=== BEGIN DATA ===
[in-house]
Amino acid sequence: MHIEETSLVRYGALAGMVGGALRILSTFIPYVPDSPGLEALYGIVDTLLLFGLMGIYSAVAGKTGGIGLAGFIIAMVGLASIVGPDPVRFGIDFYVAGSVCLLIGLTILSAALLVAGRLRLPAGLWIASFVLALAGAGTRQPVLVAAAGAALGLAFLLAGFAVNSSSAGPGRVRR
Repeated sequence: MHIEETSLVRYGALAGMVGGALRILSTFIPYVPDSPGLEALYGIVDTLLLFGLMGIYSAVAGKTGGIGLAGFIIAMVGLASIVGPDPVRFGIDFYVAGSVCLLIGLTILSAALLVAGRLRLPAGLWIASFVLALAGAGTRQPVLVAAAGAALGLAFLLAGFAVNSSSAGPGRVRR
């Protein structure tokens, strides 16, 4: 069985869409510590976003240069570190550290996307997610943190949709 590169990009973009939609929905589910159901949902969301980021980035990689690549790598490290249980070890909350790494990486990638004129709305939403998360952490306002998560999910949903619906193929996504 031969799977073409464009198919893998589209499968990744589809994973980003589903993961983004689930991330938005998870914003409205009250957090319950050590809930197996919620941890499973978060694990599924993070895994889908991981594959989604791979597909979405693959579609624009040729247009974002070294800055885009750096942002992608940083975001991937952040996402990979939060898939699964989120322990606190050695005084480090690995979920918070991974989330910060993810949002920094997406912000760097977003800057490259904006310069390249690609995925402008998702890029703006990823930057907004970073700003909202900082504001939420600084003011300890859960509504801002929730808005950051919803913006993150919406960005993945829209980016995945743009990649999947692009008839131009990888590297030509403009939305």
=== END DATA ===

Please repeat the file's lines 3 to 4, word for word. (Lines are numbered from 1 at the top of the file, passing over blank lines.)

Repeated sequence: MHIEETSLVRYGALAGMVGGALRILSTFIPYVPDSPGLEALYGIVDTLLLFGLMGIYSAVAGKTGGIGLAGFIIAMVGLASIVGPDPVRFGIDFYVAGSVCLLIGLTILSAALLVAGRLRLPAGLWIASFVLALAGAGTRQPVLVAAAGAALGLAFLLAGFAVNSSSAGPGRVRR
């Protein structure tokens, strides 16, 4: 069985869409510590976003240069570190550290996307997610943190949709 590169990009973009939609929905589910159901949902969301980021980035990689690549790598490290249980070890909350790494990486990638004129709305939403998360952490306002998560999910949903619906193929996504 031969799977073409464009198919893998589209499968990744589809994973980003589903993961983004689930991330938005998870914003409205009250957090319950050590809930197996919620941890499973978060694990599924993070895994889908991981594959989604791979597909979405693959579609624009040729247009974002070294800055885009750096942002992608940083975001991937952040996402990979939060898939699964989120322990606190050695005084480090690995979920918070991974989330910060993810949002920094997406912000760097977003800057490259904006310069390249690609995925402008998702890029703006990823930057907004970073700003909202900082504001939420600084003011300890859960509504801002929730808005950051919803913006993150919406960005993945829209980016995945743009990649999947692009008839131009990888590297030509403009939305």